You know the score with me and Avantis. One of the new additions to Paine Field for Lynk Air was due back in. I was off work as mum was visiting. Surely she would want to go and see an Avanti land? How could I refuse that. If I got a few shots of it in the process, we both win.
Tag Archives: kpae
Alaska 737 Touchdown At KPAE
I was up at Paine Field after work one day for the arrival of a DHL/Singapore Airlines 777F. Before it was due in, an Alaska Airlines 737 was due in on one of the scheduled flights. Alaska operations at Paine Field originally were just using the Embraers but, with the success of some of the routes, they have upgraded a number of the services to the 737. I thought this would be a good opportunity to see whether the low shutter speed settings I was planning for the 777F would be okay.
I wasn’t going down to some crazy low shutter speed. I wanted to make sure I got a good shot. However, when you are close to the runway, as is the case at the windsock, you don’t need to be too low to get some blur. I was only using the 24-105 at that range as things are very close. The level of background blur I got was okay. It would be good to get more but it was going to be fine for the 777F. When playing with this approach, you know that a bunch of the shots will not be sharp enough. Unfortunately, you never know whether the key moments will be the sharp ones. Fortunately, one of the better shots was with a healthy dose of tire smoke as they touched down. I was happy with the result.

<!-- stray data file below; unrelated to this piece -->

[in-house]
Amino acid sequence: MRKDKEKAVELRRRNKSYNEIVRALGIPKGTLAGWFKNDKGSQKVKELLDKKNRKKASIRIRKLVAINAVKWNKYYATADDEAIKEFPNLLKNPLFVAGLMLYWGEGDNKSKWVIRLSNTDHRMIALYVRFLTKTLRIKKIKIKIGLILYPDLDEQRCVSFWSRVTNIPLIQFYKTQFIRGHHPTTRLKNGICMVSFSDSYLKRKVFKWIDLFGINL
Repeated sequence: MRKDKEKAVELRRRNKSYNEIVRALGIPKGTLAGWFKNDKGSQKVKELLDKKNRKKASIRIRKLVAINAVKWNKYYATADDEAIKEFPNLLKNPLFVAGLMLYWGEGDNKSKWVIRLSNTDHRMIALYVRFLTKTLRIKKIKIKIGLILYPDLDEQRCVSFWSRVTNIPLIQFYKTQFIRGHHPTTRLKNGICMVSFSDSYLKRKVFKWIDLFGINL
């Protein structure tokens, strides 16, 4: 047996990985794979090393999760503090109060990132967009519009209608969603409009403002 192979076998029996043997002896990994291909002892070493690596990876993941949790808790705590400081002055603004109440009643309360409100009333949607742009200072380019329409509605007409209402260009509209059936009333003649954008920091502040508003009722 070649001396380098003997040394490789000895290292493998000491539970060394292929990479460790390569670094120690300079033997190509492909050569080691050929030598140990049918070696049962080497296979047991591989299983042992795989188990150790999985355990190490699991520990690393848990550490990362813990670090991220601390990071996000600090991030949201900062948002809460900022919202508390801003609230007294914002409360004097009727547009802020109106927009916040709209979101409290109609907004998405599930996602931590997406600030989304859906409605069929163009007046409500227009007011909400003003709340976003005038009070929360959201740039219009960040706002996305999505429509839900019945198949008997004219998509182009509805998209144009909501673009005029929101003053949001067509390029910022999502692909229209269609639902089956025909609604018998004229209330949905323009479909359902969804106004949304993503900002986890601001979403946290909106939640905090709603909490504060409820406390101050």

A Singaporean DHL 777F
The only 777s coming out of Everett at the moment are freighters. This can mean unusual airlines but not usually and I don’t head up there terribly often at the moment. However, one of the jets on test recently was destined for DHL’s operations in Singapore. Consequently, it is a hybrid of the DHL and Singapore markings. It seemed worth a look and it helped that they had taken off mid afternoon and were due back after work.
A few photographers had showed up for this arrival as was expected. At this time of year, even early evening is not the best of the light, but it was pretty good. They could be seen out as they set up for approach with Mount Rainier in the background. They touched down with the sound of the RAT buzzing in the background. I was ready to go and headed for the car, but I heard a shout from Royal and Nick that it was coming back. Sure enough, they had taxied back to do one further acceleration and abort on the runway, so we got a second chance at some shots.